Welcome back to the Tube to Table Podcast. On this week’s episode, Reframing Refusal, Heidi and Jennifer are talking about how to reframe the experience you and your child have when they refuse to eat. We are so thankful for all of our listeners and have loved hearing how this podcast is helping therapists and families implement responsive feeding into their mealtimes! With the summer approaching, we are planning to take some time off to record some new episodes and will be back with Season 2 in a couple months! For today’s episode, your hosts will dive into what refusal looks like and how to handle it when it happens before, during, or after the intensive weaning process. Refusal is a natural and necessary part of development and how your child learns to have a happy and healthy relationship with food. What do you do when your child refuses to eat? Why does refusal happen and what does it mean? All of these questions will be answered in this week’s episode! 

You can download this episode from ItunesStitcher, Spotify, Google Play, or listen to it below:

Refusal is often referred to within feeding therapy or mealtimes as a bad thing, but refusal is very appropriate and a necessary stage of development. This is the time when children learn to trust their caregivers and know that when they refuse, they will not be forced or pressured to eat. When they feel that trust build, they tend to be more comfortable around mealtimes. There are many reasons why a child may refuse. Initially, this may be safety. A child who has had difficulties with aspiration or breathing, may refuse food because it is not safe or it is scary. This could be developmentally appropriate, a way for them to build autonomy and independence, and help them to learn their opinion around food and mealtimes. Especially at the toddler stage, when children are learning they are not just an extension of their parent, but their own person.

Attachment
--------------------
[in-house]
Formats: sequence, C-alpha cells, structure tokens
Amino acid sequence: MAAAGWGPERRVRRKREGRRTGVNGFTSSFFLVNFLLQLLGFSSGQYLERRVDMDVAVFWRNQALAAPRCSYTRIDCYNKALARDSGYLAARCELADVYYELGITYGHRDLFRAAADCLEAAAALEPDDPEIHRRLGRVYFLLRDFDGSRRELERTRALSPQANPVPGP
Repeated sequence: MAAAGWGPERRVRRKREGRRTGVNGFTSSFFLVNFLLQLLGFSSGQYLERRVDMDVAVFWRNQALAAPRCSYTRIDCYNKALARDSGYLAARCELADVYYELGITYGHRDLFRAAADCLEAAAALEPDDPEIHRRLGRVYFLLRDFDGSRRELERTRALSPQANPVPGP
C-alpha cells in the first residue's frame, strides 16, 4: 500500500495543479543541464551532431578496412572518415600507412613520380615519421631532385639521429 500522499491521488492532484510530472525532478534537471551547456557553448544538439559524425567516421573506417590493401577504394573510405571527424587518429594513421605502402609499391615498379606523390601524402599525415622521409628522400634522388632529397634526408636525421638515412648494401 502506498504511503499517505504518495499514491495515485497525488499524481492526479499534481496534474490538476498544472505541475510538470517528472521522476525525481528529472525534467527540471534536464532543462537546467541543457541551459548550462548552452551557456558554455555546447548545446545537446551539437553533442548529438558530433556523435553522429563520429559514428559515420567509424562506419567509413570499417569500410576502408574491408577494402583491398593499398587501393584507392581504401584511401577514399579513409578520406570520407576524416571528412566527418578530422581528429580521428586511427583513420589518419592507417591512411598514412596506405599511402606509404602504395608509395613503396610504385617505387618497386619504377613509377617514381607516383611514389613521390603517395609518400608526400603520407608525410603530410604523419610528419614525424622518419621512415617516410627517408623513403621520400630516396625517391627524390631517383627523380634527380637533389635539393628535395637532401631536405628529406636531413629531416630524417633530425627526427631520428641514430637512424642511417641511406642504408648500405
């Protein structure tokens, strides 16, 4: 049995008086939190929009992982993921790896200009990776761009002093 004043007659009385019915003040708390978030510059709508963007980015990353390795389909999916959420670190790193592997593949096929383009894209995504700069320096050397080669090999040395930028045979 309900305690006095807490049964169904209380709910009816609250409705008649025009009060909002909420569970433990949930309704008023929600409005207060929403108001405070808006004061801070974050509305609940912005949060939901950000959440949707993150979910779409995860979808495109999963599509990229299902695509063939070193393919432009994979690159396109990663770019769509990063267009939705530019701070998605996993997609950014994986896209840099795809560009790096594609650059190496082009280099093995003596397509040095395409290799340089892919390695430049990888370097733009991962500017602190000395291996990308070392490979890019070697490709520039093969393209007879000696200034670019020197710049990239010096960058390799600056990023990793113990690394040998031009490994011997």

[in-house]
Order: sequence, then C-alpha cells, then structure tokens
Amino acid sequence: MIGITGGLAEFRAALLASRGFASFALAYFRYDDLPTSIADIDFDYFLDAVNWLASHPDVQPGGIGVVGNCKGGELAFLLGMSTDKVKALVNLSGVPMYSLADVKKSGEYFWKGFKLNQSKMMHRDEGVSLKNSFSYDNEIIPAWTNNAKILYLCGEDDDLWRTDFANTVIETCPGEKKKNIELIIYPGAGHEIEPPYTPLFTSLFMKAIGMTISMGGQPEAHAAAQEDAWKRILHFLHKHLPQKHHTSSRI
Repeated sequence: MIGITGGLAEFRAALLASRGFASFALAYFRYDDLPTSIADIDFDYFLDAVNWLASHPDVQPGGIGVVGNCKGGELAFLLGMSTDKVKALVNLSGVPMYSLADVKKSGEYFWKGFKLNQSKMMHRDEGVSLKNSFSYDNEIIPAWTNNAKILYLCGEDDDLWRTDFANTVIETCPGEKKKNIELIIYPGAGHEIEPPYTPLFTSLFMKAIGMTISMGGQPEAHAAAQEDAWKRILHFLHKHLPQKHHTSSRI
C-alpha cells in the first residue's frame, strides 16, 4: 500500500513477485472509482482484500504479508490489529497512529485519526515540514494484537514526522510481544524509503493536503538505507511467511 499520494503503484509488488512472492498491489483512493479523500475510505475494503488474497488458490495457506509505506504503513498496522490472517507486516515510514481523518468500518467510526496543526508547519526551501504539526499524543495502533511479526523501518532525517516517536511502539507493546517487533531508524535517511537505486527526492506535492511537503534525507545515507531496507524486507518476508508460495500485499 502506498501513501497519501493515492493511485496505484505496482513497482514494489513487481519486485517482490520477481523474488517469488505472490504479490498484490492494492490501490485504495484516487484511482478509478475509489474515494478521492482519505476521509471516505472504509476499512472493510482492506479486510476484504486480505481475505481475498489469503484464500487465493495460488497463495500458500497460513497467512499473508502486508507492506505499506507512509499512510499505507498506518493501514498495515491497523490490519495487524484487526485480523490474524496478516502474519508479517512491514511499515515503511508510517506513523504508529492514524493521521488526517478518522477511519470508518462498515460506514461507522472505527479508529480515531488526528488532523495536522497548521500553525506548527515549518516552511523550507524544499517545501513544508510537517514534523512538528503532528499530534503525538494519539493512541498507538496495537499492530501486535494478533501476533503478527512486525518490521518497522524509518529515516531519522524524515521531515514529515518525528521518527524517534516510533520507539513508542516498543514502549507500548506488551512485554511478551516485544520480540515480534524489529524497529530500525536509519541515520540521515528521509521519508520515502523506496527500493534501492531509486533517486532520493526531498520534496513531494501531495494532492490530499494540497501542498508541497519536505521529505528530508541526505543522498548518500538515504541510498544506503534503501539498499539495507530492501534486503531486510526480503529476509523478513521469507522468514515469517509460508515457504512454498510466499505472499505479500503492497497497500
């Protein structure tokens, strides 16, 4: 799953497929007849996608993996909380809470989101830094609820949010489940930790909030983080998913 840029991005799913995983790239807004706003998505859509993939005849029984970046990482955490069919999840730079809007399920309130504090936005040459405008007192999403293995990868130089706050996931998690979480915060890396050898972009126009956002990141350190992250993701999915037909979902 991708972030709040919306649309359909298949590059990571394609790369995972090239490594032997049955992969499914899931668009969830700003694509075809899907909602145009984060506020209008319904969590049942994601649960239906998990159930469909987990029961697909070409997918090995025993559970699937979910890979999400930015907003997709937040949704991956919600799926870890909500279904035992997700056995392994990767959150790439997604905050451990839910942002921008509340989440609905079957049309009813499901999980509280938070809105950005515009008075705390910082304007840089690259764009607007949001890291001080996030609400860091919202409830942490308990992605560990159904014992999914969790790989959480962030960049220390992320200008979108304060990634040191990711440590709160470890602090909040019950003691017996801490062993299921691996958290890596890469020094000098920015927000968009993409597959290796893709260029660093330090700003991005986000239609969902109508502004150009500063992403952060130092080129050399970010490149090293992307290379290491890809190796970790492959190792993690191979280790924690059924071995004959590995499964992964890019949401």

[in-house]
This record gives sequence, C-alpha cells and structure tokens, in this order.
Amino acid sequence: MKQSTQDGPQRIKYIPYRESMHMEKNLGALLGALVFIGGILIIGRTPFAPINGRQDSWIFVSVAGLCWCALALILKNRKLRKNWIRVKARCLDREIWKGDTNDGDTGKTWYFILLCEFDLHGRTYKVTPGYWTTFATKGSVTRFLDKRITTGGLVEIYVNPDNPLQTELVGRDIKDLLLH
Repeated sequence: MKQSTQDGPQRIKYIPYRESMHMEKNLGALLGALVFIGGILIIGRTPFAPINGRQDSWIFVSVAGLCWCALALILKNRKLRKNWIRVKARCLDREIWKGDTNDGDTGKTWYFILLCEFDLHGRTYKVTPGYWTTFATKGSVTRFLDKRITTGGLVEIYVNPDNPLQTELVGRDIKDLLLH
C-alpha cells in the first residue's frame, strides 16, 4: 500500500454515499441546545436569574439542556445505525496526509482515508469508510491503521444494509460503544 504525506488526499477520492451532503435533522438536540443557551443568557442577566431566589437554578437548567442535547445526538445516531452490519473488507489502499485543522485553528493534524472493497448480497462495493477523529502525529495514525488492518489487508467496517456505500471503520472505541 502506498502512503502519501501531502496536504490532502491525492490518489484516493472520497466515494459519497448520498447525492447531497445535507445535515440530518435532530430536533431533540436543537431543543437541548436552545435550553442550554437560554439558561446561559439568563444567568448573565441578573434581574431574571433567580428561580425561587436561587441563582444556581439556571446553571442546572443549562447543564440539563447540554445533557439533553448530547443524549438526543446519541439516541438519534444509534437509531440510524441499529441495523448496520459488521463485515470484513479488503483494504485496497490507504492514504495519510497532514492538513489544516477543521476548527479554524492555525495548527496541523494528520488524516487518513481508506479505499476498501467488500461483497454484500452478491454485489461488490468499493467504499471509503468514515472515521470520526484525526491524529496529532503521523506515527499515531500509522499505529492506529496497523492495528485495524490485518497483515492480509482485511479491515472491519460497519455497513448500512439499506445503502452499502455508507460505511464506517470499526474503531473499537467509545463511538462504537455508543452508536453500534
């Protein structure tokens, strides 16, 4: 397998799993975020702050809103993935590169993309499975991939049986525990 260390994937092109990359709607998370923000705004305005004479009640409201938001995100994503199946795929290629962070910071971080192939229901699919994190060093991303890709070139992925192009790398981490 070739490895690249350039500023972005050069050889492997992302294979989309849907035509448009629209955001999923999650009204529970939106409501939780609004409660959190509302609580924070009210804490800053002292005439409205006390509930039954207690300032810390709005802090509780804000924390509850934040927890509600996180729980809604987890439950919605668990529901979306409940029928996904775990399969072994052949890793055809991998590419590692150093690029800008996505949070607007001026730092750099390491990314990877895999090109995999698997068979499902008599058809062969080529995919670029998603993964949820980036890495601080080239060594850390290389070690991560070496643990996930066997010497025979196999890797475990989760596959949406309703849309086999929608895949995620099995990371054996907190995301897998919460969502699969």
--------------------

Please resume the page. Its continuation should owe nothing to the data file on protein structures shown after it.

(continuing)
Leading up to the wean and during the preparation phase, our program focuses on introducing responsive mealtimes and building trust during eating opportunities. For tube-fed kids, we expect refusal during this time. When we look at a child’s self-regulation, we focus on their refusals while being fully tube-fed. This refusal is showing us that there is no reason or purpose for them to eat, and therefore it is appropriate for them to refuse food. It is actually a good sign when children refuse as this is an emerging sign of learning to listen to their body.  

Throughout the intensive process, refusal does not just magically disappear. Even if a child is able to pick up on eating or is successful with transitioning to eating orally, it is important to keep in mind WHY refusals may show up. This can be difficult for parents if the refusing is inconsistent, but this is a natural part of any child learning about the understanding and comfort part of eating. It’s important to take a step back and look at WHY your child may be refusing. Learning to read your child’s cues and identify if they need space, time, or if there is something in the environment that can be changed. This will help parents and caregivers change the way they interact with their child during mealtimes and continue to remember that it is normal for refusal. If the focus remains on a responsive, child-directed environment that considers refusal as a normal part of the progress, this reduces the risk that there would be added stress or pressure to the environment. By reframing refusal, it will help your child and you get to a happy and healthy relationship with food! 

We hope you enjoyed this first season of Tube to Table, we can’t wait to be back with more informative and exciting topics! 

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